[0043]
One approach to avoid the above problem is to disregard time updates that cause the time difference of two paths to become smaller than one chip. If the time difference between two paths actually becomes smaller than one chip, the energy estimate will indicate that event by producing a signaltointerference ratio at the time instant of 1 chip, relative to the stronger path, that is too small to be useful. Then, the weaker path may be disregarded and the corresponding demodulation element may be labeled free for assignment to another path, if one exists. Otherwise, the weaker path may still be considered to exist at 1 chip distance from the stronger path. Paths that are actually separated by much less than a chip should not be tracked because they cannot be perfectly distinguished after despreading (mutual interference cannot be adequately suppressed) and the degree of diversity is reduced since the two paths are no longer completely independent. In that case, only the tracking of the stronger path should continue.

[0044]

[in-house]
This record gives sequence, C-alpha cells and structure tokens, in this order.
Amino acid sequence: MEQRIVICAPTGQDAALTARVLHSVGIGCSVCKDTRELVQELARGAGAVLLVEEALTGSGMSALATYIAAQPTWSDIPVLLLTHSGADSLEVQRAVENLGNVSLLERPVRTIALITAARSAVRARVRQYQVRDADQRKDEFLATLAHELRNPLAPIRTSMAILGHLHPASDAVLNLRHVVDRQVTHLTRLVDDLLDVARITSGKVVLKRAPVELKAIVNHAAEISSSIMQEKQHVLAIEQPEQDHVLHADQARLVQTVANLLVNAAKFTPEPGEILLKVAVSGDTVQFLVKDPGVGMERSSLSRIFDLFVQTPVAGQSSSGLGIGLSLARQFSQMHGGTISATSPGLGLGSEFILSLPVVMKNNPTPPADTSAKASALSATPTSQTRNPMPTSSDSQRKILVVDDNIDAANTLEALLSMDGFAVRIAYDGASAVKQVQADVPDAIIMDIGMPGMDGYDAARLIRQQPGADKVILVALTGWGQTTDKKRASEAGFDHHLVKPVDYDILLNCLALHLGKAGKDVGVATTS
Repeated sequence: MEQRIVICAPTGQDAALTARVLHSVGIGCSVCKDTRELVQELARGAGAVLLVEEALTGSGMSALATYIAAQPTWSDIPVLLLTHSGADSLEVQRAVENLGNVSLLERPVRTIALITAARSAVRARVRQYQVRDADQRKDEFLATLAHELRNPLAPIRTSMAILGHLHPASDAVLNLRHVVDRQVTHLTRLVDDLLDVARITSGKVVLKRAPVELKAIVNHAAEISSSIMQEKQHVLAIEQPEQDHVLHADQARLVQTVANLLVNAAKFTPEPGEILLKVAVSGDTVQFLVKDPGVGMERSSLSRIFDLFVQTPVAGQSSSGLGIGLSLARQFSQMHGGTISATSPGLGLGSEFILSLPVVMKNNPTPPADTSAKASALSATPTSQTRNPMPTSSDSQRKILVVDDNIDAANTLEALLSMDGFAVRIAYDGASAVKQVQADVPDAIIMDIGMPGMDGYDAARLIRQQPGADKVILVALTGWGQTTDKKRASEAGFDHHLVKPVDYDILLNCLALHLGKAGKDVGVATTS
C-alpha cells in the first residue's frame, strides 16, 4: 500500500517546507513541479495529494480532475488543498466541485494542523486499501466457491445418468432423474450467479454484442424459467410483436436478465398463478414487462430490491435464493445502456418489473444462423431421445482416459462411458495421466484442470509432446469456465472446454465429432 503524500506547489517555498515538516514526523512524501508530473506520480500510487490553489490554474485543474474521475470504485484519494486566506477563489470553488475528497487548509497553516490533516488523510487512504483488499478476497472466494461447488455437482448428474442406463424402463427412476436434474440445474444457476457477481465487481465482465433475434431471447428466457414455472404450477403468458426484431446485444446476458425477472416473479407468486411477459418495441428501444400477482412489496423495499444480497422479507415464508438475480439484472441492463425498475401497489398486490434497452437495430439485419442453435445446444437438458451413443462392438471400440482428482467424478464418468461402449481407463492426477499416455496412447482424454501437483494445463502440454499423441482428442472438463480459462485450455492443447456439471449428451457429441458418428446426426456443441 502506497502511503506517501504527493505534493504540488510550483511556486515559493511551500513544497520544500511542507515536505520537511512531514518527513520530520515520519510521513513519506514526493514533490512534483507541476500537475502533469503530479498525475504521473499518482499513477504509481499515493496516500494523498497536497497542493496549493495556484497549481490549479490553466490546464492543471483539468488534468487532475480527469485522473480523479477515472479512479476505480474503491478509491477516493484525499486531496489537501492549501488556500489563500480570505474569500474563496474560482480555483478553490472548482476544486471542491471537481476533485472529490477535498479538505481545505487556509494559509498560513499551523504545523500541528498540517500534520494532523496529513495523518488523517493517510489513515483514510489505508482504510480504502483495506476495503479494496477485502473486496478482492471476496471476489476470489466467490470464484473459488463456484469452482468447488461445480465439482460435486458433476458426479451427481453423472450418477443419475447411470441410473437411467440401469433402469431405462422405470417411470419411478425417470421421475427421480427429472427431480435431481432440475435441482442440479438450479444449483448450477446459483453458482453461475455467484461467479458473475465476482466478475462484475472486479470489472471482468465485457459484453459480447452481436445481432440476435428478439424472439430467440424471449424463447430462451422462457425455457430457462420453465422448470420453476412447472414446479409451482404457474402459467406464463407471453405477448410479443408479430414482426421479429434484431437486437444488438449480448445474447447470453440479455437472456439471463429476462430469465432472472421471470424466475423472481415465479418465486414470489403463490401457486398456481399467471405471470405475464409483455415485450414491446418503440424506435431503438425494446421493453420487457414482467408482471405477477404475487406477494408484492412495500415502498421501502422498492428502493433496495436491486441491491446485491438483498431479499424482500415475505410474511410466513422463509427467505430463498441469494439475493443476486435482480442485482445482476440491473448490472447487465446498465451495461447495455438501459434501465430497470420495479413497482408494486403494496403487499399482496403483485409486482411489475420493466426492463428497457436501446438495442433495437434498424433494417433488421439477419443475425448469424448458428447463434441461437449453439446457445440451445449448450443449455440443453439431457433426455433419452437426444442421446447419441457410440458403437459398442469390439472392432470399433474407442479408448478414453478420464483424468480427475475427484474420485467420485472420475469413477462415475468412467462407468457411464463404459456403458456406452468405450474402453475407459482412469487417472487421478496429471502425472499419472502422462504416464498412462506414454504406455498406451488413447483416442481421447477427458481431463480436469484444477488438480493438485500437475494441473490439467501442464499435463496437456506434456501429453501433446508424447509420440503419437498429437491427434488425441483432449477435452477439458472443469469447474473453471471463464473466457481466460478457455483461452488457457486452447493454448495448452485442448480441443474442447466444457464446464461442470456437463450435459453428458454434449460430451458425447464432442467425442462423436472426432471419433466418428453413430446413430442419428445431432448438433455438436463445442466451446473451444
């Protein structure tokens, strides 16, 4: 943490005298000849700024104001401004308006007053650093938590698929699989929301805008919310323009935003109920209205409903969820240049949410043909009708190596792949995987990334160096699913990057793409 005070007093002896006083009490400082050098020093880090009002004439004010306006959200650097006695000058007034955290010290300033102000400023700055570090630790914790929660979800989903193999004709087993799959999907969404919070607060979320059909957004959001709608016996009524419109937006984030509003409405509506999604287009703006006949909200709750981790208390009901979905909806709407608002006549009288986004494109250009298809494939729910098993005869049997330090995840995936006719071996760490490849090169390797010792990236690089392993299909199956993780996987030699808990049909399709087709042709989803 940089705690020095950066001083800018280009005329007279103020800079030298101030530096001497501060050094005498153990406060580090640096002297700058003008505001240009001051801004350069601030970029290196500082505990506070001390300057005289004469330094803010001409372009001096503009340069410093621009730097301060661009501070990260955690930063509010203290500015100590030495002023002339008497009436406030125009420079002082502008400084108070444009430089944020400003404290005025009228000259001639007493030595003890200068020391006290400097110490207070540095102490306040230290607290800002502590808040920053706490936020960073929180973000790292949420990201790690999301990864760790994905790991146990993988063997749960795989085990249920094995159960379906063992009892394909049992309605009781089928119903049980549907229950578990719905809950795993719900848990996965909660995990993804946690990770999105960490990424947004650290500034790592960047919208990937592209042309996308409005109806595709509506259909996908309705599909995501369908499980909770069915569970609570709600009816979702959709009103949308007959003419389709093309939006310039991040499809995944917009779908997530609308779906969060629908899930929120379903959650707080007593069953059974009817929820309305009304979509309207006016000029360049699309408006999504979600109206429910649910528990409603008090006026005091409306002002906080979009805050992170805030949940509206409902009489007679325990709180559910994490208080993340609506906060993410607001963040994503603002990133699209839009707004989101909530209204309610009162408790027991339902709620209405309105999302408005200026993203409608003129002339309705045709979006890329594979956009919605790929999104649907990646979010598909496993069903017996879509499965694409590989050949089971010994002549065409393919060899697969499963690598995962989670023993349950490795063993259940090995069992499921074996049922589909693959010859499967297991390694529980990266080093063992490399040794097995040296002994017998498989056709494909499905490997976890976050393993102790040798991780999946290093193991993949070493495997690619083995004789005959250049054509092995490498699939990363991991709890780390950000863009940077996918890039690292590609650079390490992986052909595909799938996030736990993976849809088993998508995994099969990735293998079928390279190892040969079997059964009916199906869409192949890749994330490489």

The provision to prohibit the “on time” instants of two or more paths from coming closer than one chip may not avoid a significant increase in the time error unless one of the paths, preferably the stronger one, is allowed unconstrained time updates. For example, consider two paths separated by 1 chip interval (or another time separation anywhere in the nonzero range of the Scurve). If the weaker path arrives later (earlier) and the time drift, due to clock mismatch and Doppler, is positive (negative), the time tracking unit of the weaker path will try to follow the clock drift but it will be inhibited from the interference from the stronger path which will in effect indicate the opposite time direction. Constraining the time updates to be such that the two paths do not come closer than 1 chip may prohibit the time tracking unit of the stronger path from making the correct decision. This is because the time tracking unit of the weaker path may not be able to move the perceived “on time” instant and increase the perceived minimum path distance to 9 samples in order to allow the tracking unit of the stronger path to make the correct decision. Obviously, the larger the early/late offset, the more prominent those effects will be. This can be avoided by always allowing the stronger path to move without constraints, enforce on a weaker path a relative distance from the stronger path that is always 1 chip or larger (that is, time tracking updates bringing the weaker path closer than 1 chip to the stronger one are neglected), and determine the actual existence of the weaker path at the presumed offset by the resulting SIR measurement at that offset. This provision may be avoided by employing cancellation of the effect from the interfering path(s) on the statistics of the affected time tracking units. This is discussed in detail later in the invention.